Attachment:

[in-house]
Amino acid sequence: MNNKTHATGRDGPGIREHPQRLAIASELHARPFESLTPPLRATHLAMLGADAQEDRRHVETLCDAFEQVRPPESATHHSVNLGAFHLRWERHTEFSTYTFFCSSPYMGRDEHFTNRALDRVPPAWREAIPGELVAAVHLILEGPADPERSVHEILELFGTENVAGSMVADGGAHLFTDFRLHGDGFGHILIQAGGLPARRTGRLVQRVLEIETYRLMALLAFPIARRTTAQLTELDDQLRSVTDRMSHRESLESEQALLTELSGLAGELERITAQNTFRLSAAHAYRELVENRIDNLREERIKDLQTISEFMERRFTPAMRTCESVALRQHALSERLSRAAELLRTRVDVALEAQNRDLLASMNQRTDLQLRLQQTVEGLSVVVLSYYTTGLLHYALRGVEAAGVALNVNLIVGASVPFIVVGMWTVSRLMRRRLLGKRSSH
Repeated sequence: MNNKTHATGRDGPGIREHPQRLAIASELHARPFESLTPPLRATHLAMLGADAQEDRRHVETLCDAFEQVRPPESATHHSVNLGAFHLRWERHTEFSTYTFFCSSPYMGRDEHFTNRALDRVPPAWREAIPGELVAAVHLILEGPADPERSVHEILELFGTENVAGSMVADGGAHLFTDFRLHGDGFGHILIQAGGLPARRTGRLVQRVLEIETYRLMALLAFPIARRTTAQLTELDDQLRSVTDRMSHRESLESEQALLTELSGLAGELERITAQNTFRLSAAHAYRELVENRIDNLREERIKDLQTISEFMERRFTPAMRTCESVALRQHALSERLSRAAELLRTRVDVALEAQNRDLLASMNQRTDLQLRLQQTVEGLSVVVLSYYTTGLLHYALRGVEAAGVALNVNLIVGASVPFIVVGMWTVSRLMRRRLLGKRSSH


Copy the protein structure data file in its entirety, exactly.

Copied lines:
[in-house]
Amino acid sequence: MNNKTHATGRDGPGIREHPQRLAIASELHARPFESLTPPLRATHLAMLGADAQEDRRHVETLCDAFEQVRPPESATHHSVNLGAFHLRWERHTEFSTYTFFCSSPYMGRDEHFTNRALDRVPPAWREAIPGELVAAVHLILEGPADPERSVHEILELFGTENVAGSMVADGGAHLFTDFRLHGDGFGHILIQAGGLPARRTGRLVQRVLEIETYRLMALLAFPIARRTTAQLTELDDQLRSVTDRMSHRESLESEQALLTELSGLAGELERITAQNTFRLSAAHAYRELVENRIDNLREERIKDLQTISEFMERRFTPAMRTCESVALRQHALSERLSRAAELLRTRVDVALEAQNRDLLASMNQRTDLQLRLQQTVEGLSVVVLSYYTTGLLHYALRGVEAAGVALNVNLIVGASVPFIVVGMWTVSRLMRRRLLGKRSSH
Repeated sequence: MNNKTHATGRDGPGIREHPQRLAIASELHARPFESLTPPLRATHLAMLGADAQEDRRHVETLCDAFEQVRPPESATHHSVNLGAFHLRWERHTEFSTYTFFCSSPYMGRDEHFTNRALDRVPPAWREAIPGELVAAVHLILEGPADPERSVHEILELFGTENVAGSMVADGGAHLFTDFRLHGDGFGHILIQAGGLPARRTGRLVQRVLEIETYRLMALLAFPIARRTTAQLTELDDQLRSVTDRMSHRESLESEQALLTELSGLAGELERITAQNTFRLSAAHAYRELVENRIDNLREERIKDLQTISEFMERRFTPAMRTCESVALRQHALSERLSRAAELLRTRVDVALEAQNRDLLASMNQRTDLQLRLQQTVEGLSVVVLSYYTTGLLHYALRGVEAAGVALNVNLIVGASVPFIVVGMWTVSRLMRRRLLGKRSSH